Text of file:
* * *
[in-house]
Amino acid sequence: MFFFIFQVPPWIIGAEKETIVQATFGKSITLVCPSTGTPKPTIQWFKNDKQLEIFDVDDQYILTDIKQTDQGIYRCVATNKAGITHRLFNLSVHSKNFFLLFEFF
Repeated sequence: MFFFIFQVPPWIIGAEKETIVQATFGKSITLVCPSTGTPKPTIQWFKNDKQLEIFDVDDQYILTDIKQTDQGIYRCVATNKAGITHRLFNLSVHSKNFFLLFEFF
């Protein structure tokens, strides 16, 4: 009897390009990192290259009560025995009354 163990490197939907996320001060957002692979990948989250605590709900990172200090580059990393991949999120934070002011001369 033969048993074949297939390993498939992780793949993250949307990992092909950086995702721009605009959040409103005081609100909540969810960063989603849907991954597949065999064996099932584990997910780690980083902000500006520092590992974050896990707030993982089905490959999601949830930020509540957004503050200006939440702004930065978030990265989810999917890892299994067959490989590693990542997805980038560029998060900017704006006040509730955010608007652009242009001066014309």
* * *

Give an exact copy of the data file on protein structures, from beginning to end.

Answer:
[in-house]
Amino acid sequence: MFFFIFQVPPWIIGAEKETIVQATFGKSITLVCPSTGTPKPTIQWFKNDKQLEIFDVDDQYILTDIKQTDQGIYRCVATNKAGITHRLFNLSVHSKNFFLLFEFF
Repeated sequence: MFFFIFQVPPWIIGAEKETIVQATFGKSITLVCPSTGTPKPTIQWFKNDKQLEIFDVDDQYILTDIKQTDQGIYRCVATNKAGITHRLFNLSVHSKNFFLLFEFF
């Protein structure tokens, strides 16, 4: 009897390009990192290259009560025995009354 163990490197939907996320001060957002692979990948989250605590709900990172200090580059990393991949999120934070002011001369 033969048993074949297939390993498939992780793949993250949307990992092909950086995702721009605009959040409103005081609100909540969810960063989603849907991954597949065999064996099932584990997910780690980083902000500006520092590992974050896990707030993982089905490959999601949830930020509540957004503050200006939440702004930065978030990265989810999917890892299994067959490989590693990542997805980038560029998060900017704006006040509730955010608007652009242009001066014309």